La idea lo llevó a hacer algunas investigaciones. Recordó pensando: "Yo podía seguir luchando, siempre agotado por el trabajo a tiempo completo y en la escuela, apenas sobreviviendo, tener que pedir dinero prestado, o podría tomar otra ruta." Después de aprender más acerca de cómo el departamento fue el fomento de la colaboración entre los empleadores, los proveedores de adiestramiento y las organizaciones basadas en la comunidad para aumentar el número de aprendices en todo el país, Meyer se matriculó en 15 semanas de “lineman” en el programa de aprendizaje.

Su decisión de inscribir en “Northwest Lineman College” en Denton, Texas, fue "un pan comido." Elegir un aprendizaje, dijo, le dio "el salón de clases y adiestramiento durante el empleo" y lo liberó de la deuda y obligación de préstamos estudiantiles. Después de la graduación, una empresa local - Power Line Services Inc., contrató a Meyer como aprendiz lineman para su programa de cuatro años. La empresa pagó el costo de su aprendizaje y su salario.

A los 24, Meyer es ahora un Capataz que supervisa a otros obreros, y está en su camino a una carrera en su nuevo campo.

Para aprender más acerca de explorar oportunidades para ser un aprendiz, o si usted es un empleador que desea averiguar cómo el aprendizaje puede trabajar para usted, visite dol.gov/apprenticeship.

Dudley Light es Director Regional para la Región 4 en la oficina de aprendizaje.

Siga el departamento a Twitter @DOL_esp y Facebook @DOL español.


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Comments

I just wish Unions didn't have a stranglehold on the "apprenticeship" idea. Why pay dues to a political machine, when you need short term training and OJT?

what about visually impaired that want to work again our rehab in Texas is a joke we go to college or train for employment but never get employed ?we keep drawing social security even through we want to work no one will hire us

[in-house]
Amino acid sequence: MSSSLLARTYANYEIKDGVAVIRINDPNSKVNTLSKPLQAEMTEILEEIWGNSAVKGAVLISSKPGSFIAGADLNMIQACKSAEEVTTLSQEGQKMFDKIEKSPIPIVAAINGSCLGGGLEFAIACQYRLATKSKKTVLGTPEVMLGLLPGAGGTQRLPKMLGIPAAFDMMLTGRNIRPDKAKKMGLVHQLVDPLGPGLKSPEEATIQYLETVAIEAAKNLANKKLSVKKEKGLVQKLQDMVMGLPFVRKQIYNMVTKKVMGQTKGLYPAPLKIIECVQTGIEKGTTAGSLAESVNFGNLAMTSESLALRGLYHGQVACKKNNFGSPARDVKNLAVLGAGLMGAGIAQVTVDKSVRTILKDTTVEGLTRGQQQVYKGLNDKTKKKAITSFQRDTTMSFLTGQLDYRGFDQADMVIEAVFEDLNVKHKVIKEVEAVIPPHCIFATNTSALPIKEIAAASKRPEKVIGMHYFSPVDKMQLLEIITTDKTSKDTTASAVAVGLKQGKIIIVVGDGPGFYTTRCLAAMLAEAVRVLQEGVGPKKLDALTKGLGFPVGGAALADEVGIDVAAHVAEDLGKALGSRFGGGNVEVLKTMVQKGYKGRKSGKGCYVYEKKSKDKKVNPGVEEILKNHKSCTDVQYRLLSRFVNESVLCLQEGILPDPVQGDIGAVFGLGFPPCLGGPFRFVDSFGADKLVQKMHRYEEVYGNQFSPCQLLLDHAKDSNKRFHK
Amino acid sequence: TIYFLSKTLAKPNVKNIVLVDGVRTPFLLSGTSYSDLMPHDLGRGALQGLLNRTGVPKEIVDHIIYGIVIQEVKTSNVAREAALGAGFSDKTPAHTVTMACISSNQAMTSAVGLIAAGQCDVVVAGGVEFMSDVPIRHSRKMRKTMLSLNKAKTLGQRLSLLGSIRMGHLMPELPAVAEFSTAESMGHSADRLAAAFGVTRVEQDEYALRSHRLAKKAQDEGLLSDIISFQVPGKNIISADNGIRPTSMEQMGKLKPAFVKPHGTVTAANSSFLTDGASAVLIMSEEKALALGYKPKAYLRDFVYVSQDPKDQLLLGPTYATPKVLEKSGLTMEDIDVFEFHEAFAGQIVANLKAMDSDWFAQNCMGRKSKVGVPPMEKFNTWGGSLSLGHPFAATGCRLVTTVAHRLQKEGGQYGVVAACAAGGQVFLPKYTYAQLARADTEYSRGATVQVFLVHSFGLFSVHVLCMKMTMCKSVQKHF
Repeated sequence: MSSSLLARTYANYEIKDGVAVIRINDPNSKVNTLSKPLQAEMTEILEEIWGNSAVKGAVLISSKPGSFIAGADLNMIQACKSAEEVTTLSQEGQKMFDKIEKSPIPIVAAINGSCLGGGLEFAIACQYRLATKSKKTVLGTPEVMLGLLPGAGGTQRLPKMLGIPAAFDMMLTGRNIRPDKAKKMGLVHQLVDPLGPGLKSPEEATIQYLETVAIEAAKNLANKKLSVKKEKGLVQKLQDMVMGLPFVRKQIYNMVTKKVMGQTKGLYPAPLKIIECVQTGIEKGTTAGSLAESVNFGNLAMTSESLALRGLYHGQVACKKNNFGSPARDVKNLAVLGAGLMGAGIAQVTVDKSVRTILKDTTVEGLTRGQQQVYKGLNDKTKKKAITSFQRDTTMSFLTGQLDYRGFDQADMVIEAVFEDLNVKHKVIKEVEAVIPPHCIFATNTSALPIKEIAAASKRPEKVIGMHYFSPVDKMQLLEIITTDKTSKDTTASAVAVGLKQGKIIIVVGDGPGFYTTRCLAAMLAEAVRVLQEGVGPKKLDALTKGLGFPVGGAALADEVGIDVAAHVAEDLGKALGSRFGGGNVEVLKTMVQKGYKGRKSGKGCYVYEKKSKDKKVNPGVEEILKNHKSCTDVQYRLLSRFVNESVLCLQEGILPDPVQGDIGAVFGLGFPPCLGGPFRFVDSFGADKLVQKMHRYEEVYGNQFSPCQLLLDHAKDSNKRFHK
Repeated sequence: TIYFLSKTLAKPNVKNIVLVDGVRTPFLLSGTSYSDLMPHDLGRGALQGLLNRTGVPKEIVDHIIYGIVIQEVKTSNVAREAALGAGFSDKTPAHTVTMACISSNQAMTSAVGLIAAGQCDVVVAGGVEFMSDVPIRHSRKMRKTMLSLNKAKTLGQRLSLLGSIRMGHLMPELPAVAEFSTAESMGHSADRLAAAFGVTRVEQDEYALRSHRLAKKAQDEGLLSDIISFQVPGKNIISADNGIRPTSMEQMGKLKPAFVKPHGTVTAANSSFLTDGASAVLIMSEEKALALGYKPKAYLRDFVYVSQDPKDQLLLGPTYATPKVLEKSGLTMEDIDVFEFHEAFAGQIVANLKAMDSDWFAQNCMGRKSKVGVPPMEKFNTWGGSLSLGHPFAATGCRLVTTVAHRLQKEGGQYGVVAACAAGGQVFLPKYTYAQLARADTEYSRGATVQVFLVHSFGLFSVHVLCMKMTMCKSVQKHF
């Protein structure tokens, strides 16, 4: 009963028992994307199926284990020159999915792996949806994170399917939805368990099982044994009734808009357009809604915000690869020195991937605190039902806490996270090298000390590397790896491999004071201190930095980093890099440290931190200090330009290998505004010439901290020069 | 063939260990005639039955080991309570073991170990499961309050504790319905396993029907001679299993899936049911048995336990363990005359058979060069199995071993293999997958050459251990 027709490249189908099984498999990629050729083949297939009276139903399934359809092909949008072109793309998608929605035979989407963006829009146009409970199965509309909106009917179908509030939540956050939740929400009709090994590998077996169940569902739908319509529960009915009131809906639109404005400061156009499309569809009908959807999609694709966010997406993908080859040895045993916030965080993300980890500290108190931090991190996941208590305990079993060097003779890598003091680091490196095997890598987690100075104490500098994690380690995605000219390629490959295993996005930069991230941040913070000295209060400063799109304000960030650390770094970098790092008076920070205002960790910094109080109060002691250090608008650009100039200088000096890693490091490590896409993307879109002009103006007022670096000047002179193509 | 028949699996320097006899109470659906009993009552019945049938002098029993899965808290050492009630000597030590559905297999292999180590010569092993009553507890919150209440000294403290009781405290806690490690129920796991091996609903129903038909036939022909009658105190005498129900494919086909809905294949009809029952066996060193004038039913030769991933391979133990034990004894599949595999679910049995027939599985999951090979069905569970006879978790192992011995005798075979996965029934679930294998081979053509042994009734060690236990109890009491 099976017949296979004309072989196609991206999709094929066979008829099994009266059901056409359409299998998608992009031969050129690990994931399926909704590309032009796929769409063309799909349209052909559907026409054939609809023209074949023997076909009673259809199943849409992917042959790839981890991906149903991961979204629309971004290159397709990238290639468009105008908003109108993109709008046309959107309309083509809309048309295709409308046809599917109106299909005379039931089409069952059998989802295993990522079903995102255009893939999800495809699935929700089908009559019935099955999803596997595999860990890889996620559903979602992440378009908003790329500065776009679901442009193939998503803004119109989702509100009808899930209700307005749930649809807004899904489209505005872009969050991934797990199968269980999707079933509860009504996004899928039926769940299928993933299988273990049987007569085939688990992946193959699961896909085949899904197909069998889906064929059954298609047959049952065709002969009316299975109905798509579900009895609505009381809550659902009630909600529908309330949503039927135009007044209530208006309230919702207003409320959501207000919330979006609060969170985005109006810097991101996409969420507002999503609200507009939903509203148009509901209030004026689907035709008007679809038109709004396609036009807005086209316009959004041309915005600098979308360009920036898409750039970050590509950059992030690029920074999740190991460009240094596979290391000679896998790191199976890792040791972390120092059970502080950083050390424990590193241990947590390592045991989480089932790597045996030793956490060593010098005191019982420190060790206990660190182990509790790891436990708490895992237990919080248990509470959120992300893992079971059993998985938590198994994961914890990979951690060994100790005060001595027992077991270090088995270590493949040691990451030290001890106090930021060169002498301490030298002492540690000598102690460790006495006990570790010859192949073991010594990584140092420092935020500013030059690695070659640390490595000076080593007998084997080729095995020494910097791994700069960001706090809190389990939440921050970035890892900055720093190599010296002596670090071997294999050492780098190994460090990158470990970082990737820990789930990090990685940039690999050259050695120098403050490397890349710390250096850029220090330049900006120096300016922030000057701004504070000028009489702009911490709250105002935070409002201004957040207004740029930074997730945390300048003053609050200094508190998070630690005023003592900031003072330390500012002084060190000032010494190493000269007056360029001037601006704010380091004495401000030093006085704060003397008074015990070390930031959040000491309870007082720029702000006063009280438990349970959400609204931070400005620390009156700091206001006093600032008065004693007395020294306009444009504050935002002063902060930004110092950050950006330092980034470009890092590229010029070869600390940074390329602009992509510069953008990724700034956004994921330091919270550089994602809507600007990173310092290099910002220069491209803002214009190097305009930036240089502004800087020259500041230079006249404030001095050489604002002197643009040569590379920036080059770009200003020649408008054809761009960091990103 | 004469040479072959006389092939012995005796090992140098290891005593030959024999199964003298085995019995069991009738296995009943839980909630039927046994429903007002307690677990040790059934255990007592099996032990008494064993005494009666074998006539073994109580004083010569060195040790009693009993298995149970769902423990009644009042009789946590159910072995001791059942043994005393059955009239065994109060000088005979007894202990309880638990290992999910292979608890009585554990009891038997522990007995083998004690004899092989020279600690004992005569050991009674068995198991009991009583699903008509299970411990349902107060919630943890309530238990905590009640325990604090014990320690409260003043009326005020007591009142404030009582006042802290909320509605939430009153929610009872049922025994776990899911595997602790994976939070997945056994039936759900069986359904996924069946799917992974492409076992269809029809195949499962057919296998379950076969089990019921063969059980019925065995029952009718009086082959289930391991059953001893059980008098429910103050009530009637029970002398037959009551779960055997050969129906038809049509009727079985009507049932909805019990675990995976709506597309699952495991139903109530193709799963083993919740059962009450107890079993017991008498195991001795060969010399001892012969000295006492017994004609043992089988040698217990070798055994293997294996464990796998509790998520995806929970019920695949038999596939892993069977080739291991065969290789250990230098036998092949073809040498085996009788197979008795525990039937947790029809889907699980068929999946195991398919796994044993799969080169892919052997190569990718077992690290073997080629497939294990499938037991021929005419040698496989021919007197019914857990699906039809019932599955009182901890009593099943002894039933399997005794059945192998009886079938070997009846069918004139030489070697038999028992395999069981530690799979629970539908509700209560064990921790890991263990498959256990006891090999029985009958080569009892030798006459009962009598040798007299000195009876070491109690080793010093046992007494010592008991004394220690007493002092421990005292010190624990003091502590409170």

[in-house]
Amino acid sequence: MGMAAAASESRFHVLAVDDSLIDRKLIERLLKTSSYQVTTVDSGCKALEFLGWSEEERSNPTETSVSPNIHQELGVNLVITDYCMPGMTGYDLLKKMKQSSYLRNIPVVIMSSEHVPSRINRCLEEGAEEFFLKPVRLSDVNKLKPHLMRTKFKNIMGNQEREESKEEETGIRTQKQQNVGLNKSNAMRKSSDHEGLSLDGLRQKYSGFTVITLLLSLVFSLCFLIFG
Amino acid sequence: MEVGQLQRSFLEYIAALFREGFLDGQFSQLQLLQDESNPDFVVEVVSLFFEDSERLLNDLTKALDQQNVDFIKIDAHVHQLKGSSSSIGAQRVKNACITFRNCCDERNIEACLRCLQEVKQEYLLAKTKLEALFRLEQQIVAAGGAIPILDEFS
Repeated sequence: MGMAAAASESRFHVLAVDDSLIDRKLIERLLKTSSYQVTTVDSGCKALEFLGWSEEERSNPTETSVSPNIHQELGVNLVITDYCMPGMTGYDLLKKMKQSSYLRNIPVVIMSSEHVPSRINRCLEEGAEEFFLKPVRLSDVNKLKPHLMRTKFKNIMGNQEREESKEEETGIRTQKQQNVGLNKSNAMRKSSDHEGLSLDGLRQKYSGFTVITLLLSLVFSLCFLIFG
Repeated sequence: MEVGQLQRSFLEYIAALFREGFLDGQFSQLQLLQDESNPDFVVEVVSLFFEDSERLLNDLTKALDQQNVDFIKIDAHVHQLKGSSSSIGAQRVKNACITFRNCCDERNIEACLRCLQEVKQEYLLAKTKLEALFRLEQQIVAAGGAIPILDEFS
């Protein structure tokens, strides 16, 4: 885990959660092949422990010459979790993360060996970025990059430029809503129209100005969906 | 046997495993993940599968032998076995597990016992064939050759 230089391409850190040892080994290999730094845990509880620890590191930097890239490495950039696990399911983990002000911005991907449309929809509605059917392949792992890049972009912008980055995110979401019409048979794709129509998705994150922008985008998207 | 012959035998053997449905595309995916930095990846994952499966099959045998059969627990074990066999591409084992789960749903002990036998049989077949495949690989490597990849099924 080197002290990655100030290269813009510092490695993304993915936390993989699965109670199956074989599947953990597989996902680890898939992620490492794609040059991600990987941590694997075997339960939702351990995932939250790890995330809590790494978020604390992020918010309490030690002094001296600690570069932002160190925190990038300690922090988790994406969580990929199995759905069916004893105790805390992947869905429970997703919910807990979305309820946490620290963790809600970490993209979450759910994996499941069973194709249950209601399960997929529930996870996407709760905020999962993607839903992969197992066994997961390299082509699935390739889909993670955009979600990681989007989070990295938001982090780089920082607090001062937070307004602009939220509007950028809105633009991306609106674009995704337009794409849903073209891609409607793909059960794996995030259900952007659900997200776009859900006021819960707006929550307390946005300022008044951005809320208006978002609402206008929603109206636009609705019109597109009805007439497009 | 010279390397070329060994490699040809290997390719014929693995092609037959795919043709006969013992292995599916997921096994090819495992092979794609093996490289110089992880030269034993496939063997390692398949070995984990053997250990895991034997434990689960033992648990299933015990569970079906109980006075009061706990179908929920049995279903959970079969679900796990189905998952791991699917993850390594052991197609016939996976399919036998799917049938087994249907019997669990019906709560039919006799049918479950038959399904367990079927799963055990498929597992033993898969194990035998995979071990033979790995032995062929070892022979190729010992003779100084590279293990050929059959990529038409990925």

Thanks for sharing another success story. More young adults need to know that apprenticeships lead to success.

I did the same thing back in the 70's. Parents made too much money for education grants. Prior medical condition blocked my path of going into the service for an education. Struggling to work at one full time at a minimum wage, a second part time minimum wage job and go to college part time.

I found a local government program offered through my county. I quit my job and went to welding school over a summer, while the county gave me a weekly stipend. I landed a welding job before the welding classes were even completed.

Over the years I kept my eyes and ears open for opportunities to grow within the company. After nearly 40 years I've done just about every job within the company and have worked my way up to upper management.

Don't ever give up; look around to what the city, county or federal government can offer to assist you, particularly in the trades. Believe me I know good tradespeople are in very high demand. You have to start somewhere, and if you persist you can get a long way starting in the trades.

That's an excellent program! I am sure that safety is a large component of this schooling as well. So when these folks hit the lines after graduating from the program, they are working for a company whose partnership with OSHA instills an attitude towards safety as being paramount to their success.

Very nice story, Dudley...Thanks!

Tyler Jr. College(TJC) was doing this when I went back to school in 1983 with Texas Power and Light(TPL). It was mixed in with the Electronics Tech program. We called it the "Lineman Program" but I think it was actually called "Power Technology". A person would work a semester then attend TJC for a semester. This also took 4 years and an individual would receive an A.A.S. Technical Degree.

A great way to link workforce based training and education to actual employment.